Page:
Tuesday, April 5, 2011

Qingming Festival

A cartoon depicting ancestor veneration rites at a gravesite
(Image: Source unknown)

The Qingming Festival (清明節 Qingming Jie) is observed on the 15th day after the Spring Equinox and is the first day of the 5th Chinese solar term [the Twenty-four Solar Terms are discussed here]. The day usually falls on April 4th or 5th of the western Gregorian calender.

Qingming means Clear and Bright and refers to the clear and sunny spring weather that comes around this time. It is traditionally a time for family descendents to tend to the graves of their departed ancestors and to make offerings of food, incense, and paper offerings such as spirit money and paper replicas of material goods. Temples, both Buddhist and Taoist, also perform ceremonies at this time to dedicate spiritual merit to the deceased ancestors of sponsors. Families take this opportunity to clean and inspect the gravesite by removing any weeds or trash, pruning and replacing any nearby trees and plants if necessary, and looking to see if any damage to the tombstone needs repair. The upkeep and maintenance of the gravesite is considered an important responsibility of family descendents and reflects the deep cultural values of ancestor veneration and filial piety of the Chinese people. Thus, this day is also known as Tomb Sweeping Day (掃墓日 Saomu Ri), and some people in the West describe it as “Ancestors Day,” “Chinese Memorial Day,” or “Spring Remembrance Day.”

A cartoon depicting a family pruning the grass surrounding the grave of their ancestor
(Image: Source unknown)

In ancient times, the Qingming Festival appears frequently in classical literature. The most famous one is the poem called Qingming (清明) written by Du Mu (杜牧):

A drizzling rain falls like tears on the Mourning Day.
The mourner's heart is breaking on his way.
Where can a winehouse be found to drown his sadness?
A cowherd points to Almond Flower Village in the distance.


A painting depicting the cowherd pointing to Almond Flower Village in Du Mu’s poem Qingming
(Image: Nipic.com)

Because cemeteries are usually located on hills or in the countryside, Chinese families usually also take advantage of the spring weather to have a picnic and family outing or reunion after observing veneration rites for their departed ancestors.

Qingming is also called the Cold Foods Festival (寒食節 Hanshi Jie) because in the past, people abstained from eating cooked foods for three days starting on the day preceding the Qingming Festival. One popular explanation for the origin of this practice comes from the story of Chong'er (重耳) and Jie Zhitui (介之推). Chong'er was a prince of the Jin state during the 7th century BCE. When he fled the Warring States (戰國 Zhanguo) and went into exile, he suffered hardship and hunger. His personal friend and political advisor, Jie Zhitui, cut a piece of flesh from his own thigh to make meat soup for him. Feeling revitalized after having the soup, Chong’er wondered where his friend obtained meat to make the soup. After discovering what Jie Zhitui had done for him, he became overwhelmed and moved with gratitude and promised to reward him. After Chong’er became Duke Wen of Jin (晉文公 Jin Wengong), his friend Jie Zhitui resigned from service and retired to the mountains in seclusion at Mianshan (綿山) in Shanxi province. Chong’er attempted to get Jie Zhitui to return by setting fire to the mountain in the hopes that he would come out. The plan failed because the fire killed Jie Zhitui and his mother who were living on the mountain. Filled with remorse, Chong’er ordered that setting fire (and therefore cooking food) be prohibited for three days during this time every year to commemorate his loyal friend.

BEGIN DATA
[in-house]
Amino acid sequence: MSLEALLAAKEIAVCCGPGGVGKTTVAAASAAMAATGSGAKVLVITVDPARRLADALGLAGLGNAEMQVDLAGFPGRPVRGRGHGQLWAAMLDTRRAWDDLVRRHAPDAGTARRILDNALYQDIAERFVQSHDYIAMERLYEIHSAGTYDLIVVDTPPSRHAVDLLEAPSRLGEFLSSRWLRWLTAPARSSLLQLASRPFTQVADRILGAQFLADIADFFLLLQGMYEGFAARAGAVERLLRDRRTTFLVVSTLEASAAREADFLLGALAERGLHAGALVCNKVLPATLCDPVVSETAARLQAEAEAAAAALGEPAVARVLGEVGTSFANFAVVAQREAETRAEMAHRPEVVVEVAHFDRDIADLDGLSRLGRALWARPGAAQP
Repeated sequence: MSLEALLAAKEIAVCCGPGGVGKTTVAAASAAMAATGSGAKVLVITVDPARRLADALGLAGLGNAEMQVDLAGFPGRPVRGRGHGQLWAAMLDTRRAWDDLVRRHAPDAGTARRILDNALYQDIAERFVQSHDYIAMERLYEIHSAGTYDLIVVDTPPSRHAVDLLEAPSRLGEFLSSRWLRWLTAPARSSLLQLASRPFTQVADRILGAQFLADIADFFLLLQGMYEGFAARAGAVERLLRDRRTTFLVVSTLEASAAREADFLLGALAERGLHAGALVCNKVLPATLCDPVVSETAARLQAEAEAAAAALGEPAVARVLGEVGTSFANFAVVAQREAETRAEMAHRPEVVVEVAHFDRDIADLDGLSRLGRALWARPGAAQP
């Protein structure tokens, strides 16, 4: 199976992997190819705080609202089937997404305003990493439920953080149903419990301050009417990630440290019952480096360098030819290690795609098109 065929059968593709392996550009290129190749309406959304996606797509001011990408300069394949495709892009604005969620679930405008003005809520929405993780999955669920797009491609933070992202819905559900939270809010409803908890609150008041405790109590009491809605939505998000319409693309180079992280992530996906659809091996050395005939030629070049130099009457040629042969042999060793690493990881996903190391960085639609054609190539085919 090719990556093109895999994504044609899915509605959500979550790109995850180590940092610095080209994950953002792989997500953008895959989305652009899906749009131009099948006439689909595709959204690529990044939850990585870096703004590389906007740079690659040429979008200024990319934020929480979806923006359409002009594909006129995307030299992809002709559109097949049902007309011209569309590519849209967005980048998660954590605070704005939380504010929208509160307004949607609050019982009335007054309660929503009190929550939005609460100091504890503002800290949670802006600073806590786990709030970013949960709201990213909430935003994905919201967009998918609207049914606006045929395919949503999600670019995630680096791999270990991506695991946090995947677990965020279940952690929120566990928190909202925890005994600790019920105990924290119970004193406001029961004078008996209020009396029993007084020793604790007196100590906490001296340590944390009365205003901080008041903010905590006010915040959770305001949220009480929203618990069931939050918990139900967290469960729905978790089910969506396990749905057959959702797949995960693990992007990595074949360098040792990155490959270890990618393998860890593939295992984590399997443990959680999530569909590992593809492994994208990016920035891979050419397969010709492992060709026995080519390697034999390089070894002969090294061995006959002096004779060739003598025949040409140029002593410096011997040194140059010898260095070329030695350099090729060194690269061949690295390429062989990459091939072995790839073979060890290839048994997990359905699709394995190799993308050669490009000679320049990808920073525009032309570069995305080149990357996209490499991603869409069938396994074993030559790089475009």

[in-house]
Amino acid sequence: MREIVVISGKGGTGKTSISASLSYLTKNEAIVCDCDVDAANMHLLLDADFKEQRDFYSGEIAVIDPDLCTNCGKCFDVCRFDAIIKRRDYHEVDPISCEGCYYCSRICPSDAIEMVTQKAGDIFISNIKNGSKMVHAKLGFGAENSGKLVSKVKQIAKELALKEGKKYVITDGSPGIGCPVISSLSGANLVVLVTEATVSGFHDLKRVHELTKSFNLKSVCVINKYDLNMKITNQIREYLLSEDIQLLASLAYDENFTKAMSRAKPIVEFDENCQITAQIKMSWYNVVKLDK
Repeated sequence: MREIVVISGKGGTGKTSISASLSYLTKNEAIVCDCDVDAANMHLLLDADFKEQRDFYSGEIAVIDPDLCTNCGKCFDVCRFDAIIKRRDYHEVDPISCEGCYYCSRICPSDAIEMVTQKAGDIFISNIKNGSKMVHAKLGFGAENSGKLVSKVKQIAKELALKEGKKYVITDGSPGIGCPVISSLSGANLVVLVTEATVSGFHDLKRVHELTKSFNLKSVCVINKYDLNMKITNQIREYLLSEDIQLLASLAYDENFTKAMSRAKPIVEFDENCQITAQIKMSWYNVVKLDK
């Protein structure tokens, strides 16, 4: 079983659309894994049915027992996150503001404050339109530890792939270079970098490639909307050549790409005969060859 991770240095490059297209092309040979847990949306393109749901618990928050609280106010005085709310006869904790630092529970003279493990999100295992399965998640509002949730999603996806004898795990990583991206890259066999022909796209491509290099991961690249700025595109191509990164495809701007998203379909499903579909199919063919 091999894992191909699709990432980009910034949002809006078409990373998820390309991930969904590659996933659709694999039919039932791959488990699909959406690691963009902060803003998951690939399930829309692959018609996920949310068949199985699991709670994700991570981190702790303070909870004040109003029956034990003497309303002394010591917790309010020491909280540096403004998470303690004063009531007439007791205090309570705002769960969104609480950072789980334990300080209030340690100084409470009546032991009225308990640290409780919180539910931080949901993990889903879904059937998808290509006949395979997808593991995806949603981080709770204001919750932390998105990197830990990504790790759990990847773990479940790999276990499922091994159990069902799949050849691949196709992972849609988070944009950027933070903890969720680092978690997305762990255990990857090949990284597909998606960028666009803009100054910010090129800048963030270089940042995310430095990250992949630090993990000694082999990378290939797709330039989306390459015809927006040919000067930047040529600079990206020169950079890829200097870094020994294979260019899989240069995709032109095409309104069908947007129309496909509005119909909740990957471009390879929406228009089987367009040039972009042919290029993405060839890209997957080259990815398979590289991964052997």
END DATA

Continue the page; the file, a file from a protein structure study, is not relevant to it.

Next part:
Image of Jie Zhitui in the Lord Jie Temple (介公廟) on Mianshan (Mian Mountain) in Shanxi province
Image: big5.china.com.cn

Another explanation for the Cold Foods Festival is that in the past, different types of fire wood had to be use for different seasons and periods. At the start of a new season or period, a new fire was always officially started. Before the new fire was lighted, nobody was permitted to light a new fire before the official fire. So therefore people had to eat uncooked foods for about three days before the lighting of the official fire near the time of Qingming.
Lighting fire was prohibited before the official lighting of a new fire for a new seasonal period
(Image: bestfirewoodfacts.com)

Later eventually, the two festivals of Cold Foods and Qingming were combined to be one single festival. Today however, the Cold Foods Festival is no longer observed anymore.

Qingming also signifies rebirth and renewal because of the return of spring, and marks the start of the planting and farming season. Because of the return of good weather, outdoor activities such as kite flying, hiking, sports, and other games are also popular during this time.

Chinese painting: Kite flying during the Qingming Festival
(Image: Source unknown)

Thus, Qingming is an expression of respect and veneration for the departed as well as for nature. The Qingming Festival is observed as a national holiday in Hong Kong, Macau, mainland China, and Taiwan. And while not an official holiday in countries abroad, it is still observed faithfully by many overseas Chinese who take a convenient weekend day near the time of the Qingming Festival to honor their departed family members.

Text © 2011 Harry Leong

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